Credit card interest rates
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Credit card interest rates

Least understood and usually the most dangerous ...

 
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And finally, we need to talk about interest rates. We left interest rates for the end because interest is the least understood and usually the most dangerous part of your financial dealings.

Mathematical equations aren't necessary to understand interest. You simply need to understand a few key facts about credit card interest.

  • Credit card interest is compounded. You might remember the term compound interest from school. When you make a charge to your credit card and don't pay it right away, you pay interest on that charge. When you don't pay the next bill in full, you pay interest on the original purchase AND the interest that was applied to the original purchase. The interest is compounded again and again until you pay off the entire balance. You are paying interest on your interest, and it quickly compounds until you're making minimum payments and not using the card, but your balance just keeps growing!

  • If you can, you should take advantage of the grace period and avoid paying interest at all costs. The interest that you will pay is the interest on the original purchase, not the balance. Let's say you bought a new TV for $5000 and charged it on your credit card. When the bill comes, you pay half - $2500. Your interest is going to be calculated on the $5000 purchase, not on the $2500 remaining on your card. Don't use your credit card to make purchases you can't afford.

  • There is a lot of competition between banks who issue credit cards. They will often try to lure you to their bank with introductory offers of low or no interest rates. These deals can be helpful, but it's important that you are fully aware of what the interest rate WILL be after the initial time period. If you keep a balance on your card, it's better to have a card with a fairly low interest rate than to have a card with no interest rate for 6 months that turns into a very high interest rate.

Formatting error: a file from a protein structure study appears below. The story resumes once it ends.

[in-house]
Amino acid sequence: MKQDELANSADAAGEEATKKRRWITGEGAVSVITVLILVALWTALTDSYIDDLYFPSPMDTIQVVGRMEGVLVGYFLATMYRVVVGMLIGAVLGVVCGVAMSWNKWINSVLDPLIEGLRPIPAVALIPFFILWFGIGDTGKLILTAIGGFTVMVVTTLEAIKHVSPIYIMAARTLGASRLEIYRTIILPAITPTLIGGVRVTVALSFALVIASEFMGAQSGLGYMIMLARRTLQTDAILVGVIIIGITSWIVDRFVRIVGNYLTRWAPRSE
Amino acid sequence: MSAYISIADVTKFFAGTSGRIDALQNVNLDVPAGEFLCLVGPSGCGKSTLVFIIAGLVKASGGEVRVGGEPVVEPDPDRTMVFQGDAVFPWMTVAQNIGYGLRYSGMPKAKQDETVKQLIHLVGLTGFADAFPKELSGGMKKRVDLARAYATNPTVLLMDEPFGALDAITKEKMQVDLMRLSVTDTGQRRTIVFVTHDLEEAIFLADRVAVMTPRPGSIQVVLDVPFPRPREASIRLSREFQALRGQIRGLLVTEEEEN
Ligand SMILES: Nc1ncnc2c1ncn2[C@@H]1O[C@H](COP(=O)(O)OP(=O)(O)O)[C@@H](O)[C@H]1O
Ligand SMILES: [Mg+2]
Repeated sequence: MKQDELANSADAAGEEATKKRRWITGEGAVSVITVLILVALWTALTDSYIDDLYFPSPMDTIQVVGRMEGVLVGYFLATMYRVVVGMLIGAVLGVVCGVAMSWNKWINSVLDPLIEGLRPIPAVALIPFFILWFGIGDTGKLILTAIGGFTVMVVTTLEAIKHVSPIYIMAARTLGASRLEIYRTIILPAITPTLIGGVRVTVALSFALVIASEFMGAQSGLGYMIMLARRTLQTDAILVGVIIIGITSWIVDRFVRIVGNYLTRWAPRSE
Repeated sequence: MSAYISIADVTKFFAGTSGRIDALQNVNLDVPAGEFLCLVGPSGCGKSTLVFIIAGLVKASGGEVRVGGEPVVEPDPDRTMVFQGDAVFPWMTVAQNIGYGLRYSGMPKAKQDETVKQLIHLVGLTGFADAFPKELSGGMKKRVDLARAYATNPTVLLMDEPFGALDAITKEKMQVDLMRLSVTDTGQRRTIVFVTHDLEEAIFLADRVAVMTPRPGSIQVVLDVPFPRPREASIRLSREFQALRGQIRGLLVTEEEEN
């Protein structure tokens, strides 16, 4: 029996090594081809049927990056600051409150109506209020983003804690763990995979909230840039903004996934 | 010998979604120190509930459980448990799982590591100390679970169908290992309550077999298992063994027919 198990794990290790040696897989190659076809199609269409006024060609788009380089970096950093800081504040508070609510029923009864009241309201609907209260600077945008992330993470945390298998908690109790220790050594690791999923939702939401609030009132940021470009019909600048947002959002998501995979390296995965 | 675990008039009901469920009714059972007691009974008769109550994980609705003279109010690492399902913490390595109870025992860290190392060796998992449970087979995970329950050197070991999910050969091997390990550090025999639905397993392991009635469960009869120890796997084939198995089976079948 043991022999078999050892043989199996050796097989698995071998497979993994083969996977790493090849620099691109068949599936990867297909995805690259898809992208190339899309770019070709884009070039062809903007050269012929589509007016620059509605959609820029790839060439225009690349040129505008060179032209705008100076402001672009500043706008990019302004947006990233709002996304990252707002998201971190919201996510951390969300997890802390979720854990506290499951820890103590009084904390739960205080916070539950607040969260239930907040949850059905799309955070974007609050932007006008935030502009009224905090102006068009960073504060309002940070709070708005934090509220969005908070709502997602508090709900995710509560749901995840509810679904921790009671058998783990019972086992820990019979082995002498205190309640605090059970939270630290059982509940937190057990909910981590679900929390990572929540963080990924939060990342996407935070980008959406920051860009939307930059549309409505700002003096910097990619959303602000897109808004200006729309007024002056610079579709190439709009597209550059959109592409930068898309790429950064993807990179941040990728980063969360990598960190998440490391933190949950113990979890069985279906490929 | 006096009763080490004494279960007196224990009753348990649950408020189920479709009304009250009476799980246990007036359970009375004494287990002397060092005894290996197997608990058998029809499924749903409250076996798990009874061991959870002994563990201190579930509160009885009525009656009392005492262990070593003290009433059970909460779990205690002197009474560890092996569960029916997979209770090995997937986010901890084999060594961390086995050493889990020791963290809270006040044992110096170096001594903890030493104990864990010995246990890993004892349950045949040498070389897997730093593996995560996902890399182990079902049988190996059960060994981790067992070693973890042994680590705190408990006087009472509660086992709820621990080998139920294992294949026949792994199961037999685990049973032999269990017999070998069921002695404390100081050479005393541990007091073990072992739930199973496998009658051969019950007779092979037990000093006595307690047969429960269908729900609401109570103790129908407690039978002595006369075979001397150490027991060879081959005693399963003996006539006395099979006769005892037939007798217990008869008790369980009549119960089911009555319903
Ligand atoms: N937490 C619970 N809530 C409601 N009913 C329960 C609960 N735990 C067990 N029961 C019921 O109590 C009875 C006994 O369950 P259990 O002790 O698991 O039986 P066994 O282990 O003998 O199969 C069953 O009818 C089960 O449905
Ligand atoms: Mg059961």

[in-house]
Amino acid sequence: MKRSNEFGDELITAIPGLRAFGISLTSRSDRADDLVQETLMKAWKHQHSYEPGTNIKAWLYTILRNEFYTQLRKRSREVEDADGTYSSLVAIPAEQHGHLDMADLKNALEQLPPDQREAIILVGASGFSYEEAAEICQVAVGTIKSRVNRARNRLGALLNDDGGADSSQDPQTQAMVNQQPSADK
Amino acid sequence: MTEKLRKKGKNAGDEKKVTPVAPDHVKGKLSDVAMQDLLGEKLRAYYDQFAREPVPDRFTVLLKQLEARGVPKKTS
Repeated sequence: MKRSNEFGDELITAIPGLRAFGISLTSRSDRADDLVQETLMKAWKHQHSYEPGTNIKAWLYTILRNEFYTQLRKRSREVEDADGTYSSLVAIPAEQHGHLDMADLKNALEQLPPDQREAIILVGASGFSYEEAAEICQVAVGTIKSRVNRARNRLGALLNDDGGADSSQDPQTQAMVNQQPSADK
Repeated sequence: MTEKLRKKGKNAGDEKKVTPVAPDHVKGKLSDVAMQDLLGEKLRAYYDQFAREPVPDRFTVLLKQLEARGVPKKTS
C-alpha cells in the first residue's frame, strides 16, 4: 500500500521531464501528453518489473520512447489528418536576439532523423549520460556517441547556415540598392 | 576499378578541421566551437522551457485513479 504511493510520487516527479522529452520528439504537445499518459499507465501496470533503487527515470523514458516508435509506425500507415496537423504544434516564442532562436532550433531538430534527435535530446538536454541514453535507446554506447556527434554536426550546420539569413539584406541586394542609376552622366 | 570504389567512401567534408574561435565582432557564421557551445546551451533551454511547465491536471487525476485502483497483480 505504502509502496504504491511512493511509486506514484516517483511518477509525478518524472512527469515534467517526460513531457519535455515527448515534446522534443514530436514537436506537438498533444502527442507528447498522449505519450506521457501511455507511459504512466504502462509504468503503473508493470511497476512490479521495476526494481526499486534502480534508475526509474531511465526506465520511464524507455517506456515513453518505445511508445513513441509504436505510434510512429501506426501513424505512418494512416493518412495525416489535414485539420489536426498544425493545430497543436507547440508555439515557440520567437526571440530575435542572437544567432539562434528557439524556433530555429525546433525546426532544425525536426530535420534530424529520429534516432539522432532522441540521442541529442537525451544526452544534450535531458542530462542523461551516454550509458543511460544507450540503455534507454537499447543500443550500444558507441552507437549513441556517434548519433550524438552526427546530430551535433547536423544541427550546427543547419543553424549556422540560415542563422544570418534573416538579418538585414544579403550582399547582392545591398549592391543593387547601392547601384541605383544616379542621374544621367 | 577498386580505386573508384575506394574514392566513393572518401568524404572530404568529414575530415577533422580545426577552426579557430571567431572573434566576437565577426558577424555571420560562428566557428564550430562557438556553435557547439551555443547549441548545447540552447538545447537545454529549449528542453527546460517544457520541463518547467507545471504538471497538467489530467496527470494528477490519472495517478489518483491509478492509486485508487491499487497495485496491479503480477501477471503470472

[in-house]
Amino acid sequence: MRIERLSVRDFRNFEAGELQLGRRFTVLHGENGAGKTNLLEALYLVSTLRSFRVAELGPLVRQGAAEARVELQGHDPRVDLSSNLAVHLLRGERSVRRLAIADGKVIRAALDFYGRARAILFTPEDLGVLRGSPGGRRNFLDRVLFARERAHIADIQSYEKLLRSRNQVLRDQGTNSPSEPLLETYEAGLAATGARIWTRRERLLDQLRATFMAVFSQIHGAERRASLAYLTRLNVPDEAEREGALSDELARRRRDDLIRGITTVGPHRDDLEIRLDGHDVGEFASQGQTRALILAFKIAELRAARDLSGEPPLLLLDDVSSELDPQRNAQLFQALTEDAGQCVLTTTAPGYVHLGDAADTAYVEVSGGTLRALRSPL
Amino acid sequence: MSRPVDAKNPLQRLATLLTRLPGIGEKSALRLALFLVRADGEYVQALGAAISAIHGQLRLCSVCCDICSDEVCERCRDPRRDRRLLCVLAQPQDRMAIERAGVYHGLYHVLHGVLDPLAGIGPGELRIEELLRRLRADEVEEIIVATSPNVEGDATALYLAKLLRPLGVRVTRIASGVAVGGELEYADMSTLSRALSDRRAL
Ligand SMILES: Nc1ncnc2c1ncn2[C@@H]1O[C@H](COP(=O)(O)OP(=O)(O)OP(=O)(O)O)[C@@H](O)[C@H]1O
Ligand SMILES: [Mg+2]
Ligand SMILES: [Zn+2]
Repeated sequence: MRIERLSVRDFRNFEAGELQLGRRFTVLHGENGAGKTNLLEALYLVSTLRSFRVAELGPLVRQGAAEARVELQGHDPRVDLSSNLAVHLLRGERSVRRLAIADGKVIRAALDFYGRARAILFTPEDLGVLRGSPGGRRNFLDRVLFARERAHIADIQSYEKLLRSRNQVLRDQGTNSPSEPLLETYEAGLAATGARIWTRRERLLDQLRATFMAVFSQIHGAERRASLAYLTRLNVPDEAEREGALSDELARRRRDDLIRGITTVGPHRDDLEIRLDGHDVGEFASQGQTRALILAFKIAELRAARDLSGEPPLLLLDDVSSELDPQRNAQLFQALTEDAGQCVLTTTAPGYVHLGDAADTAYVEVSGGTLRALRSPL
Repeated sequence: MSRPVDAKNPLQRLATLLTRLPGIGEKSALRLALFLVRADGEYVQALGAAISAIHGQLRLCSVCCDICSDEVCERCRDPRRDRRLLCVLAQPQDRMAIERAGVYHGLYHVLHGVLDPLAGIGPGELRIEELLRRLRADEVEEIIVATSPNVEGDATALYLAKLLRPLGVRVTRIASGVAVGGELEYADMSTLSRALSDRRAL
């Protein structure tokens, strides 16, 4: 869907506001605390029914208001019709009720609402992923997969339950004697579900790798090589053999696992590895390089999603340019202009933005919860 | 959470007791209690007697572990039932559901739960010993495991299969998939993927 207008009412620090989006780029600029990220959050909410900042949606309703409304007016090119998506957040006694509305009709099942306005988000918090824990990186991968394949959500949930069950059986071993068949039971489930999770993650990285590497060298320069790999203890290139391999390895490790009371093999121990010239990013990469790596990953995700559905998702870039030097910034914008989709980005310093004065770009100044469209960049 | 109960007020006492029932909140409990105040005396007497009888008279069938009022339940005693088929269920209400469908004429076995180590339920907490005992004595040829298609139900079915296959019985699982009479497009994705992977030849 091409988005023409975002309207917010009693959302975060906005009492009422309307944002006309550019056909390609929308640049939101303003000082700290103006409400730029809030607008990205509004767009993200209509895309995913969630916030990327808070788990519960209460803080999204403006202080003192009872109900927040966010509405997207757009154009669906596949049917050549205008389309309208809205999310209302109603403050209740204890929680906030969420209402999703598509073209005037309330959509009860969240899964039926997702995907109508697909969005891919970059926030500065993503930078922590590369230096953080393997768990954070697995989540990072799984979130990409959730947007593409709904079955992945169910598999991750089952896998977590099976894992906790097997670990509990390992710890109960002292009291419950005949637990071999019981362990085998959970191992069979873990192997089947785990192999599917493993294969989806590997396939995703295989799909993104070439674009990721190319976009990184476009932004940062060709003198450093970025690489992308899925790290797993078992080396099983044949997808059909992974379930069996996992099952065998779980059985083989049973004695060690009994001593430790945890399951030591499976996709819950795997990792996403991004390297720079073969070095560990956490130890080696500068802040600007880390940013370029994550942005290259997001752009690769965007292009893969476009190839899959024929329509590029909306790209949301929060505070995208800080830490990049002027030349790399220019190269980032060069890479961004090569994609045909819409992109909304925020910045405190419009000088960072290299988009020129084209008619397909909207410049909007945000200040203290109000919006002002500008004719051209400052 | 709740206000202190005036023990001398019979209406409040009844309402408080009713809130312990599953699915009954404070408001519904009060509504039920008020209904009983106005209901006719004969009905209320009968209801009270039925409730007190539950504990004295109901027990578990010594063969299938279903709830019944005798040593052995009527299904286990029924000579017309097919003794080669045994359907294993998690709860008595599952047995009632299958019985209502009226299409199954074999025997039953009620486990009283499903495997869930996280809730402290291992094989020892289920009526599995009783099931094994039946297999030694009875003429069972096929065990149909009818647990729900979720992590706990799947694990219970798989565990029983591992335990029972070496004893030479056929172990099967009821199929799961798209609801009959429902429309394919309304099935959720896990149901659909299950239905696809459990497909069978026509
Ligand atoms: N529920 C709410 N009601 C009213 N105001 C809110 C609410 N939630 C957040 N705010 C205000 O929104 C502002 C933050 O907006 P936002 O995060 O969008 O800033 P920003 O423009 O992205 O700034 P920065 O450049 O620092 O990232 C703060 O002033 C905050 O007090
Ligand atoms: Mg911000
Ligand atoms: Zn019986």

• Some banks will not tell you a specific interest rate after the introductory period. They will use terms like US Prime Rate + 2%. It is your job to find the current prime rate to compare it to other cards. You can easily find this online or in business publications like The Wall Street Journal.

  • Before transferring your balance to a new credit card, call your current bank to ask for a lower rate. Yes, it takes some bravery. People are usually intimidated by bank employees. But here's the bottom line - they want to keep your business. Explain that you are receiving offers for cards at lower rates and ask if they can compete with those rates. You might be surprised at the result.

  • What do the news reports of changing interest rates mean to you? Over time, they can mean a lot. If the average national interest rate is much lower than when you originally received your credit card and you have basically the same or better credit, you can usually get a lower rate.

  • Beware of retail store credit cards! There are limits on the interest rates that credit card banks can charge you. Retail credit cards can exceed this limit. Most retail store credit cards are around 20%. Some of them go quite a bit above 20%! While you might be tempted to get 10% off your purchase by signing up for a store credit card, you'll end up paying much more than that in the long run!


While your credit history, credit reports, and credit cards can seem confusing, your best weapon is knowledge! When you understand how your credit works, you know what to do to improve your credit. Truly understanding interest and credit card fine print can help you use credit opportunities to your advantage and avoid being overwhelmed by debt. Lives are ruined when people don't fully understand the potential dangers of credit. Regardless of your current credit score, you are taking the first steps to a debt-free life by learning how the system works!

From: Understanding credit and credit cards (don)
 
 
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